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Conservative Worldview

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George Will, in a column [2] discussing the survey finding that conservatives are happier than liberals, gives a powerful and eloquent description of what it means to be a conservative:

Conservatives are happier than liberals because they are more
pessimistic. Conservatives think the Book of Job got it right ("Man is
born unto trouble as the sparks fly upward"), as did Adam Smith ("There
is a great deal of ruin in a nation"). Conservatives understand that
society in its complexity resembles a giant Calder mobile — touch it
here and things jiggle there, and there, and way over there. Hence
conservatives acknowledge the Law of Unintended Consequences, which is:
The unintended consequences of bold government undertakings are apt to
be larger than, and contrary to, the intended ones.

Conservatives’
pessimism is conducive to their happiness in three ways. First, they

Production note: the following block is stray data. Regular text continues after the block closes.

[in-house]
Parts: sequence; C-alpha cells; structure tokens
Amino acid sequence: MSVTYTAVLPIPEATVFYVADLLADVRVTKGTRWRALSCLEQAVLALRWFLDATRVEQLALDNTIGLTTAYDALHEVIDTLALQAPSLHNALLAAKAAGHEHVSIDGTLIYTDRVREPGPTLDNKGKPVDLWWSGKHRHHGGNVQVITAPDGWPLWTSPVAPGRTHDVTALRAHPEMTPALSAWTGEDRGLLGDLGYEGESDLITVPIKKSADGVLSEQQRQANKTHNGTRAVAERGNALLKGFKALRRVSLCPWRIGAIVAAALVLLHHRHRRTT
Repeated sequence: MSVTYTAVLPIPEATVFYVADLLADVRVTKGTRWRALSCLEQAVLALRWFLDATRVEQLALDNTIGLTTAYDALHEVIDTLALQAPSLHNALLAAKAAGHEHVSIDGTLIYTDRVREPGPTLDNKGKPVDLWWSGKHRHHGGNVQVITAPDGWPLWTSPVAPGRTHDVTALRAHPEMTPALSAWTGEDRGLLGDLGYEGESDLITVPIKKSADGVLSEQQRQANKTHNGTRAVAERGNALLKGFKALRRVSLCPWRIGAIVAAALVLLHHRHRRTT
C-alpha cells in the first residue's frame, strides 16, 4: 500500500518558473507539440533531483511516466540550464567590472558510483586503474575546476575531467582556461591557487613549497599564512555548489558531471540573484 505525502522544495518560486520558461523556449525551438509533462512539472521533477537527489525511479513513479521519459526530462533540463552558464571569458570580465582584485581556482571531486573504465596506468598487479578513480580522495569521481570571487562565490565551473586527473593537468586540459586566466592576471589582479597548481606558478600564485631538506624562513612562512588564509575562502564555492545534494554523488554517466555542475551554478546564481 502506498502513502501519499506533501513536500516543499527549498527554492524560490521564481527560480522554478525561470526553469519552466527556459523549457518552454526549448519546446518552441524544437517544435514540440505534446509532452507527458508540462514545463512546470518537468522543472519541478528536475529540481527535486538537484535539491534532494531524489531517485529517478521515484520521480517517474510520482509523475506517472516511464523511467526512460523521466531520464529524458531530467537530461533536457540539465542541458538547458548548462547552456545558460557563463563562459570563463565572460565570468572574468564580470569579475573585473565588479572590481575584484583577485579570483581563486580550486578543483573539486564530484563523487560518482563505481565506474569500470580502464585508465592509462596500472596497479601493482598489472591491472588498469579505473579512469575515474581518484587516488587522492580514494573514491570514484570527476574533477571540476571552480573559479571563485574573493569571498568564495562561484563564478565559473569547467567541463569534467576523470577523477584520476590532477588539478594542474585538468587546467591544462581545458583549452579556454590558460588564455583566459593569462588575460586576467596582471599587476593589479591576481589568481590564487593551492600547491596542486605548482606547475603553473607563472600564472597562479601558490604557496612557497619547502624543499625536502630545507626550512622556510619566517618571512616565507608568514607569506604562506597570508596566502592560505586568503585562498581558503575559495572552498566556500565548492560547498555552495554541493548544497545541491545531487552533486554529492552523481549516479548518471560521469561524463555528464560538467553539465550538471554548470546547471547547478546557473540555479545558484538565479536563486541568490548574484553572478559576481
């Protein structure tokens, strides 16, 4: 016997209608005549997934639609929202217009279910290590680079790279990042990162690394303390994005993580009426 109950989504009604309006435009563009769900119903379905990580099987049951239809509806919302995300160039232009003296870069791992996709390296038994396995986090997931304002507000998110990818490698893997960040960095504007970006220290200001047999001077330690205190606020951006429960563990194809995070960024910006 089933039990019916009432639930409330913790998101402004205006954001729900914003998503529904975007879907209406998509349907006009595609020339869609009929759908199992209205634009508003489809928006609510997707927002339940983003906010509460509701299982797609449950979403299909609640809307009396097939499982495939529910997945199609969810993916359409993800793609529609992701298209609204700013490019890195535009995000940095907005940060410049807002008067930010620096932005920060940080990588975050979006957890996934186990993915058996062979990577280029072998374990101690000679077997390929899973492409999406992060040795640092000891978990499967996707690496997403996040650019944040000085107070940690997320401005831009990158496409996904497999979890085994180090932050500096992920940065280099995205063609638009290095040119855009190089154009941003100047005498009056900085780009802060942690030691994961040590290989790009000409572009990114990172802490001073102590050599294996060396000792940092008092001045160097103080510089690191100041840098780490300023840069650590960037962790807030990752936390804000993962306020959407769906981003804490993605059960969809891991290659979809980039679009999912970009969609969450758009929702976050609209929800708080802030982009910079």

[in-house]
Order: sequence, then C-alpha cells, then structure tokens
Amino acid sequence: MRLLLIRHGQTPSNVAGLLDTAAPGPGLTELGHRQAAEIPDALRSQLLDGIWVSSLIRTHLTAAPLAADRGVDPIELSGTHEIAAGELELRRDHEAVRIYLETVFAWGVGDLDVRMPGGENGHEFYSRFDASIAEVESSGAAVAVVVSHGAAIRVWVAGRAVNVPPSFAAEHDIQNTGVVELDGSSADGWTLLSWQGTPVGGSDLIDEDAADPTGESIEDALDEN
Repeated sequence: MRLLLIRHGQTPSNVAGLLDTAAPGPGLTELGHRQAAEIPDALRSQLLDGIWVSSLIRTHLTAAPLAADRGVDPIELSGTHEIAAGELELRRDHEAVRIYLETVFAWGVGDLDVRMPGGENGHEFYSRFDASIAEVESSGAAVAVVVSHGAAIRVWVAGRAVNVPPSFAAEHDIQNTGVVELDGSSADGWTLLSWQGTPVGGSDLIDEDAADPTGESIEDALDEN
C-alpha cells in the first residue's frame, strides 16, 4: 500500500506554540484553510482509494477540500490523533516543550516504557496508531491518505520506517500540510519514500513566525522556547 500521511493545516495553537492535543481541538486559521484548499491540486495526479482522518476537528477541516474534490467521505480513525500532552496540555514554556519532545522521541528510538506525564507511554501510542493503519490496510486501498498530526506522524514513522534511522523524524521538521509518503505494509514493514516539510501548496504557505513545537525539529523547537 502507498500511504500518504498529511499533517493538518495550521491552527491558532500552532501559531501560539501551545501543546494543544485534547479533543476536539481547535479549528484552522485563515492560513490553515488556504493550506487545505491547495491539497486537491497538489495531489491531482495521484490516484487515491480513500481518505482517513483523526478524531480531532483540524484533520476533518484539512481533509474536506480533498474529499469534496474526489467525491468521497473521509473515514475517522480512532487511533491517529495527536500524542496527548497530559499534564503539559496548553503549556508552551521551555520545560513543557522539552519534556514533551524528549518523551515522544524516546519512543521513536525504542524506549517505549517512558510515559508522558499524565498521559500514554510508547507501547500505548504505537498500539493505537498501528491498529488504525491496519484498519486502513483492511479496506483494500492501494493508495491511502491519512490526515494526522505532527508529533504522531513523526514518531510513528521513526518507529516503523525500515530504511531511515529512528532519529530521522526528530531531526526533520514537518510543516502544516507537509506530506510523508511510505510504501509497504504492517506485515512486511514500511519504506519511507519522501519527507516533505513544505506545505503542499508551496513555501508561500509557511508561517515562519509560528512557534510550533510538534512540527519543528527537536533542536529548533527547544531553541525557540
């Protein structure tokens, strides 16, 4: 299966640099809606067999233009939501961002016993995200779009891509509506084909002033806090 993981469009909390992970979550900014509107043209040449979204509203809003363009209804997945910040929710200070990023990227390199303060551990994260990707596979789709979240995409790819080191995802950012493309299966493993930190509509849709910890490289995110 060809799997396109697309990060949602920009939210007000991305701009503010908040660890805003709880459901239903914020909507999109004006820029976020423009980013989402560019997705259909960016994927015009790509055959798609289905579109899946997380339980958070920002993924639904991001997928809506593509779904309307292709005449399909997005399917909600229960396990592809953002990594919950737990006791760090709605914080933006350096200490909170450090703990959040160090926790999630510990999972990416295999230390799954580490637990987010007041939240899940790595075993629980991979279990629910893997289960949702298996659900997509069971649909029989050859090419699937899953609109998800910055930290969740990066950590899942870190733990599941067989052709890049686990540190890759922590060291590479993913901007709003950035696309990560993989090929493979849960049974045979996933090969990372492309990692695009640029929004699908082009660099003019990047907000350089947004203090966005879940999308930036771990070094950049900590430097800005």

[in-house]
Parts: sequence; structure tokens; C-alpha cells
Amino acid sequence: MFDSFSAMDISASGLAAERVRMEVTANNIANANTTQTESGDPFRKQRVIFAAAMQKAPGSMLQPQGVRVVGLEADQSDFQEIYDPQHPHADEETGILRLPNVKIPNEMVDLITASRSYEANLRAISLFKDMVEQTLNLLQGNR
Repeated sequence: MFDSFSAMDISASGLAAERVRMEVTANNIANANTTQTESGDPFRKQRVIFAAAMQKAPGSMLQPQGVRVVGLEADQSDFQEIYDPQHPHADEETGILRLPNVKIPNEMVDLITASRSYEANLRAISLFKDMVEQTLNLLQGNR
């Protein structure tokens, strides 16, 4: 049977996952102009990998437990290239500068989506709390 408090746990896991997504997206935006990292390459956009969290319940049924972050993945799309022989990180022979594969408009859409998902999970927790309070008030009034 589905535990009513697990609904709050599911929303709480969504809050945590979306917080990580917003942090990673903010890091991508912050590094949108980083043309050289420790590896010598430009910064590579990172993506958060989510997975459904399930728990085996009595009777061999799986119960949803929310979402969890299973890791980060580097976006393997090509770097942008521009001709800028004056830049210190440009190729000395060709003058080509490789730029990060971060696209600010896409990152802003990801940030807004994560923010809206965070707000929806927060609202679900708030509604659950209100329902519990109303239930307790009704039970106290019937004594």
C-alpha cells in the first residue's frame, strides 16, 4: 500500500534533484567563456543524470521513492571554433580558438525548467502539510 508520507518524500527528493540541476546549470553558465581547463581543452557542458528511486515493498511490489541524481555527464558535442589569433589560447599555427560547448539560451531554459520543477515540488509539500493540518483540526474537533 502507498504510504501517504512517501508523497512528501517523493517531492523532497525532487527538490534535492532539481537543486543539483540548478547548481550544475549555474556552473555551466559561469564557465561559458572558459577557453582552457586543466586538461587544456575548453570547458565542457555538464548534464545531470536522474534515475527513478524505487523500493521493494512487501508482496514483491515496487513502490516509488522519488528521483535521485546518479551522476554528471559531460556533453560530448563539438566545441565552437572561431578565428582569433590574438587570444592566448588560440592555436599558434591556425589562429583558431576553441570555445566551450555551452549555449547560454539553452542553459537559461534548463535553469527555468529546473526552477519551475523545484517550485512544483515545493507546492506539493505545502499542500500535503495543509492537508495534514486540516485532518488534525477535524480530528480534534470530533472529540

are rarely surprised — they are right more often than not about the
course of events. Second, when they are wrong, they are happy to be so.
Third, because pessimistic conservatives put not their faith in princes
— government — they accept that happiness is a function of fending
for oneself. They believe that happiness is an activity — it is inseparable from the pursuit of happiness.

The
right to pursue happiness is the essential right that government exists
to protect. Liberals, taking their bearings, whether they know it or
not, from President Franklin Roosevelt’s 1936 State of the Union
address, think the attainment of happiness itself, understood in terms
of security and material well-being, is an entitlement that government
has created and can deliver.

By Will’s definition there are at most maybe one or two conservatives in Congress.

The rest of them, especially the ones who would describe themselves as conservative, use the rhetoric Will invokes to achieve other ends.

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